Customers Rock!

A blog about customers, their experiences, and how businesses can make sure their customer experiences rock!

Customer or client?

Posted by Becky Carroll on October 11, 2007

options.jpg I am a weekly guest on the BigBiz Show, a nationally syndicated radio program.  This past weekend, Sully, one of the show’s hosts (along with Russ) was asked this question by his daughter while they were watching a Merrill Lynch commercial:

What is the difference between a client and a customer?

We discussed this on the air.  Our take, and the opinion of several listeners who called in, is that the word “client” implies a longer-term relationship.  The word “customer” seems more transactional, a one-time activity.  Some callers suggested that “client” is used more often in a service business, such as a law firm or a hairstylist.

A similar discussion on customer vs client was had recently over at the Duct Tape Marketing blog (check out the thought-provoking comments, too).  Here is a little bit of John Jantsch’s take on this:

…the origin of the word customer is the Latin – consuetudinem, coming from one’s habit or custom – or, someone’s customary practice do something repeatedly. The root of client is the Latin cliens, more closely related to the idea of a follower.

I don’t know about you, but I know I want my customers to know, like, trust, call and refer me repeatedly. I want them to grow accustomed to my blog. I want it to be their custom to think of me whenever they need a practical marketing tip. So, customer it is for me.

Most callers into the radio show felt the word “customer” had negative connotations.  They wouldn’t want to be a customer; they would rather be a client or a guest (this latter term is what Disney uses for all of their visitors).  When did “customer” become a bad word?  Has the poor reputation of some customer service departments rubbed off?

There is another angle here as well.  Perhaps there needs to be a different word altogether for someone who not only buys from us, regularly and repeatedly, but who also actively engages with us.  For example, the difference between a radio listener and someone who calls in, or the difference between a reader of a blog and a commenter.   This is someone who joins in on the conversation; a person who is actually seeking out a relationship with a company.  We could call them “joiners”.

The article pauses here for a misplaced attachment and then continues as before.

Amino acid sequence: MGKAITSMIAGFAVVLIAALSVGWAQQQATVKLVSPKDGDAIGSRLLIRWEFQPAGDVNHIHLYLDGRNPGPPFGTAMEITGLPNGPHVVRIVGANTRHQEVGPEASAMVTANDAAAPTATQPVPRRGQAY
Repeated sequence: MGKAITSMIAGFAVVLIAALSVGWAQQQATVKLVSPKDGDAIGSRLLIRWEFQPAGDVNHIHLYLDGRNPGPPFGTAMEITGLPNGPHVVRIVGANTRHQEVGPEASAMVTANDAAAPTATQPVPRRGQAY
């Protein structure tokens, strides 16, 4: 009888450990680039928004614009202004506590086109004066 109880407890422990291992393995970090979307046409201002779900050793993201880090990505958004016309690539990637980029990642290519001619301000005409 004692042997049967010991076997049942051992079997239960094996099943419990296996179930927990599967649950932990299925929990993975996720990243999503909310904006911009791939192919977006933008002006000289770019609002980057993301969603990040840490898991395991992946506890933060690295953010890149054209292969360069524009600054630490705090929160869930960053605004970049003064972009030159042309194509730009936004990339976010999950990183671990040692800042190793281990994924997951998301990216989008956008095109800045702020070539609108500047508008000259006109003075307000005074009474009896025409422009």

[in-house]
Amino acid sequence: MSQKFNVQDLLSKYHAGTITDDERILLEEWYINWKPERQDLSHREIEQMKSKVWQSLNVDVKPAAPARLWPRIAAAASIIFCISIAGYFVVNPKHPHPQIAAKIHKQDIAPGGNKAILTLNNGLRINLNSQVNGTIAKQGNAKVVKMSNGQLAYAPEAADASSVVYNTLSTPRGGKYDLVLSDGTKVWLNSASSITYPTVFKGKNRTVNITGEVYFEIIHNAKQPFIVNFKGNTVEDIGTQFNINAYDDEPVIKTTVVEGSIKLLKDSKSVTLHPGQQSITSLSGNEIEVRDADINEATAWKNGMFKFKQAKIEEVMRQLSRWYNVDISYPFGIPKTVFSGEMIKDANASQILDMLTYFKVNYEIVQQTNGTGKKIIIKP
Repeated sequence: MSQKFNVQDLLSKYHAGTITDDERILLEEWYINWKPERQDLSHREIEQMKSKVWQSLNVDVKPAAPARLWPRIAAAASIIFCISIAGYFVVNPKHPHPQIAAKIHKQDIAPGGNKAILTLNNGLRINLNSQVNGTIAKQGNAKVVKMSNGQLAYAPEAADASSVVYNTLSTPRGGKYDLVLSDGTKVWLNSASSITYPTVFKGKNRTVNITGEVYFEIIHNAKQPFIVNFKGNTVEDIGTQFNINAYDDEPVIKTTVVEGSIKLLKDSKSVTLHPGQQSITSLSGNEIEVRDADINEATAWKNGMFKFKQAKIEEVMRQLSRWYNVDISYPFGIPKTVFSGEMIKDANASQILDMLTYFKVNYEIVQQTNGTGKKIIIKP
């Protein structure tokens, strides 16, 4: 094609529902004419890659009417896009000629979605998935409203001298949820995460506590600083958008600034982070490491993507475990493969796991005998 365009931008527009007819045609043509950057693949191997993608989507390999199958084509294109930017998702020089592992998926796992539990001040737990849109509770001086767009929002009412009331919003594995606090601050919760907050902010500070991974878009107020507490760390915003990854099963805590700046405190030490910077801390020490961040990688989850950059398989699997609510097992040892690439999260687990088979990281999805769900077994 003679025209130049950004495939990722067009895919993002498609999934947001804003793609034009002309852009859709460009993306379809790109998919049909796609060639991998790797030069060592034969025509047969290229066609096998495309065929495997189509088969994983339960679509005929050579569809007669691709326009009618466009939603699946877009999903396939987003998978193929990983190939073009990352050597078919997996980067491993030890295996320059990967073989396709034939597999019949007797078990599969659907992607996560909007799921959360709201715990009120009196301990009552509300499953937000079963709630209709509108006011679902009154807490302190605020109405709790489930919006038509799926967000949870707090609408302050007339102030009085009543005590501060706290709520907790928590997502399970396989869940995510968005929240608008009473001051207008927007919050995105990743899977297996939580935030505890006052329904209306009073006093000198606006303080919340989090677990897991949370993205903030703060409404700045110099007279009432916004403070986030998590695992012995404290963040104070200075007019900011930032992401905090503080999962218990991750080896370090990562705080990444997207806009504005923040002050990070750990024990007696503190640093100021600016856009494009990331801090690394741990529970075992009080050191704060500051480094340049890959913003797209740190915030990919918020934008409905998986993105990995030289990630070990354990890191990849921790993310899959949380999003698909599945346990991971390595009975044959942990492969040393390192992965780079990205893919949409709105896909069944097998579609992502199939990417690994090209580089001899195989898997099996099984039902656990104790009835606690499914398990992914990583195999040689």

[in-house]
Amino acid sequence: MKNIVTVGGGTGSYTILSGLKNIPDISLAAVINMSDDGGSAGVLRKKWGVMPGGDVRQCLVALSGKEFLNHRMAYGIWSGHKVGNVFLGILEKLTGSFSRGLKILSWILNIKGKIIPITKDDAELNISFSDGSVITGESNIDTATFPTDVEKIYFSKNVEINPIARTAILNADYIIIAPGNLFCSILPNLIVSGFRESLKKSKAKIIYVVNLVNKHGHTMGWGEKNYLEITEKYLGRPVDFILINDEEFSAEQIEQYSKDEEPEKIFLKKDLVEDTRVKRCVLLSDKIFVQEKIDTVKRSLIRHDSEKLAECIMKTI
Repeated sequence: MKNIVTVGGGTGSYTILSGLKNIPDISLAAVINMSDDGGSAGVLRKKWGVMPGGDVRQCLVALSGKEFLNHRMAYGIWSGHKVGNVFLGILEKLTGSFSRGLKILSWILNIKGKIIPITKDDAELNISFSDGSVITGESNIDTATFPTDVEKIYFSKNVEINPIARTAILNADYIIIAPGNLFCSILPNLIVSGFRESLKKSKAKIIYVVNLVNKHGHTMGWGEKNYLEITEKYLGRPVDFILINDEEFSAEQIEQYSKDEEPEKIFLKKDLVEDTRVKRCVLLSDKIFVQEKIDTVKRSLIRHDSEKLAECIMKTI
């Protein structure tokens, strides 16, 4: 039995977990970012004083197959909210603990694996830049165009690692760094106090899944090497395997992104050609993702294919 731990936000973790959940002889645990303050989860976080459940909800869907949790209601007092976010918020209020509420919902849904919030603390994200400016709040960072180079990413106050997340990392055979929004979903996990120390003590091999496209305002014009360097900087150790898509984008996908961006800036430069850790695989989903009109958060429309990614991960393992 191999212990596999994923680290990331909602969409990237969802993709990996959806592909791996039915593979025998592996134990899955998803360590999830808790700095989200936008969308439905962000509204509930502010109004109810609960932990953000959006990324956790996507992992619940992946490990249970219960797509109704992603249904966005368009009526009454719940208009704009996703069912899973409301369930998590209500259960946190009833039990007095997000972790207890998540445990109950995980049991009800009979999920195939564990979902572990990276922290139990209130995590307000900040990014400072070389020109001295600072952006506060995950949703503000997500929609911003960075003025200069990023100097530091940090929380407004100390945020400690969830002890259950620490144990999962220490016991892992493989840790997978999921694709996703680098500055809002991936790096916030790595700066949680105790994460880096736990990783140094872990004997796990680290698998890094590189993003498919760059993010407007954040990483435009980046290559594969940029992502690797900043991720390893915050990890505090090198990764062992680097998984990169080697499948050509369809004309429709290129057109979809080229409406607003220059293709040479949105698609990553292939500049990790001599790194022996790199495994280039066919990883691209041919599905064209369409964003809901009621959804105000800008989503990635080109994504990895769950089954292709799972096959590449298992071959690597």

All right, your turn! 

What do you think: customer vs client?  Or do you have a better word?  What would you prefer to be called by a company with which you do business?   Sully and Russ told me they had quite a few emails on this topic.  Let’s beat them with our comments.  Are you in?
(Photo: 3pod)

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11 Responses to “Customer or client?”

  1. Karin H. said

    Hi Becky

    I had the same discussion recently with our business adviser (mentor even). As a retailer, we are used to the word customers, as in ‘they give us their custom’.
    Point of view of Richard C – our ‘company doctor’: customers like to feel important, calling them clients gives them – the client – more the feeling they – the client – are important to you.
    Being Dutch from origin, that language makes it easier for all: everyone who buys from someone is called a ‘klant’ – in the English dictionary I found four translations for it: customer, client, patron and even ‘punter’.

    So, there you go. (We’ve started to call our ‘klanten’ clients by the way – much nicer ring to it)

    Karin H. (Keep It Simple Sweetheart, specially in business

  2. Becky,

    I’m not sure that my thoughts are going to be much help but…

    I think of customers as those served within B2C and clients as those served within B2B. Much of that is because I think of a customer as someone who goes to a business to buy something; whereas a client goes to a business both to buy things and to get advice. I don’t think many customers ask for advice any longer, as they can access the same information as a sales staff. However, clients receive specialized products and services that often require inside knowledge to understand their value and the “what’s in it for the client.”